Purpose To report the outcomes of a new model of epidescemetic keratoprosthesis (Kpro) implanted without total corneal trephination.
Methods Patients were considered for implantation with the new Kpro model (KeraKlear) if they were at high risk of failure with standard penetrating keratoplasty (PK) or showed conditions with a poor prognosis following PK such as severe chemical injury. We used femtosecond laser to create the surgical planes adequate for the purpose of the Kpro implantation, and the Kpro was implanted intralamellar in 11 eyes and epidescemetical in 4 eyes. Follow-up was between 7 and 21 months and mainly for anatomical outcomes and complications.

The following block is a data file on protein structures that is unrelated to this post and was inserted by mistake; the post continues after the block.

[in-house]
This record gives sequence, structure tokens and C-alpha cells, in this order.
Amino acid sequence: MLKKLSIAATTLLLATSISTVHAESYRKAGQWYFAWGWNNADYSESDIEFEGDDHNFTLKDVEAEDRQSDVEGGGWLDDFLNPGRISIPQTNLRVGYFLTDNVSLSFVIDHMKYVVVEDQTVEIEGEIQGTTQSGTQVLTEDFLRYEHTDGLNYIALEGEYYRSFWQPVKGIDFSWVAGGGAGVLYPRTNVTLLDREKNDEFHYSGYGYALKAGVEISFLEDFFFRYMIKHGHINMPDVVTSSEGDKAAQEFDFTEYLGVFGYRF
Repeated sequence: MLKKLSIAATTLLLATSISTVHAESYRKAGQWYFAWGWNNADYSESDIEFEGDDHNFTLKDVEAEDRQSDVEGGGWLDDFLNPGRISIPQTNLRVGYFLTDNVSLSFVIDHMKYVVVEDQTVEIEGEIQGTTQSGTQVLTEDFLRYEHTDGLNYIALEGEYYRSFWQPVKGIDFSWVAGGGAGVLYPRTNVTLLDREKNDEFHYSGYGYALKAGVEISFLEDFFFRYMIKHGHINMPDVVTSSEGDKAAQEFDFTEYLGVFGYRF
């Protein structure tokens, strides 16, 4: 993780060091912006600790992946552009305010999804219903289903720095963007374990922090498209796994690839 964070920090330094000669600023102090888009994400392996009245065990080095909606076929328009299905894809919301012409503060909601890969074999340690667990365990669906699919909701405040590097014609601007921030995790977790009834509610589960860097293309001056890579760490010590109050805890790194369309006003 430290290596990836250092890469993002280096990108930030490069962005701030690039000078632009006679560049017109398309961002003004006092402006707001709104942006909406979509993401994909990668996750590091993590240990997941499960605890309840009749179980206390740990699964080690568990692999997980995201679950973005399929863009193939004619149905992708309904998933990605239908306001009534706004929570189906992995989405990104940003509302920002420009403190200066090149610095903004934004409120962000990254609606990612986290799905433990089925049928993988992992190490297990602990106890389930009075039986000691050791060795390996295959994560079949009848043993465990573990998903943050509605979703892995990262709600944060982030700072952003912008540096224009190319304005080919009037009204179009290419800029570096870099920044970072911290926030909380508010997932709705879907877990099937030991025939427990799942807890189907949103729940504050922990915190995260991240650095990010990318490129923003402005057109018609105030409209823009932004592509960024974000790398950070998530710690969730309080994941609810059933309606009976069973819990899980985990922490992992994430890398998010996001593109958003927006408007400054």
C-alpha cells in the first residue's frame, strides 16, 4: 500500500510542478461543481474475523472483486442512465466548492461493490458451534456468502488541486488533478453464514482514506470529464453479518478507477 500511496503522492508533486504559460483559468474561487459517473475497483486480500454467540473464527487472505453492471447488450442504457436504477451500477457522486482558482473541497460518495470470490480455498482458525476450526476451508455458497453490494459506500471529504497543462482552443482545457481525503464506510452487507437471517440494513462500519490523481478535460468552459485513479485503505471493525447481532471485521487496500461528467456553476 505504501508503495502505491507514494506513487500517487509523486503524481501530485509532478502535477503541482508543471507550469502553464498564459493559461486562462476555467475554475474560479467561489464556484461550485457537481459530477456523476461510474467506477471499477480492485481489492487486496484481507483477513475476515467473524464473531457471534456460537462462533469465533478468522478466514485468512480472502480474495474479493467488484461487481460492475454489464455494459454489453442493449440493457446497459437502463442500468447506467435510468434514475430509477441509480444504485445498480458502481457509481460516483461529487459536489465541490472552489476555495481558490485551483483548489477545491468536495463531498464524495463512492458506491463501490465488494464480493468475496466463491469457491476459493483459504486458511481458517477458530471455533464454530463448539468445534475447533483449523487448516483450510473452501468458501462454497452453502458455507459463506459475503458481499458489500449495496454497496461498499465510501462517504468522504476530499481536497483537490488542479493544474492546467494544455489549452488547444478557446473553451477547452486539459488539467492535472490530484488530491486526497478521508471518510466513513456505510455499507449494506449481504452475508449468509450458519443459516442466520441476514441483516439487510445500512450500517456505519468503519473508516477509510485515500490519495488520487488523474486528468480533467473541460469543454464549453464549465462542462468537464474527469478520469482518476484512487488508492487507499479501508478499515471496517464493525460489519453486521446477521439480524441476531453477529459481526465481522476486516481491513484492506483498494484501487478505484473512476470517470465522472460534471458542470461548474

Results For the intralamellar technique, the anatomical outcome was excellent in five eyes with no complications. The other six eyes developed complications such as deep corneal inflammatory membrane, totally vascularised cornea, extrusion of the Kpro and corneal melting, all of which were managed successfully. No eye was lost. For the epidescemetical technique, the anatomical outcome was excellent in all four eyes.
Conclusions The new KeraKlear Kpro has proved to be a viable alternative to corneal transplantation with potential advantages like decreased risk of endophthalmitis, expulsive haemorrhage and worsening glaucoma. KeraKlear Kpro is better tolerated and less prone to complications when implanted epidescemetically; cases with poor corneal quality are better associated to a lamellar fenestrated donor corneal graft, leaving the posterior corneal surface intact and implanting the Kpro between.
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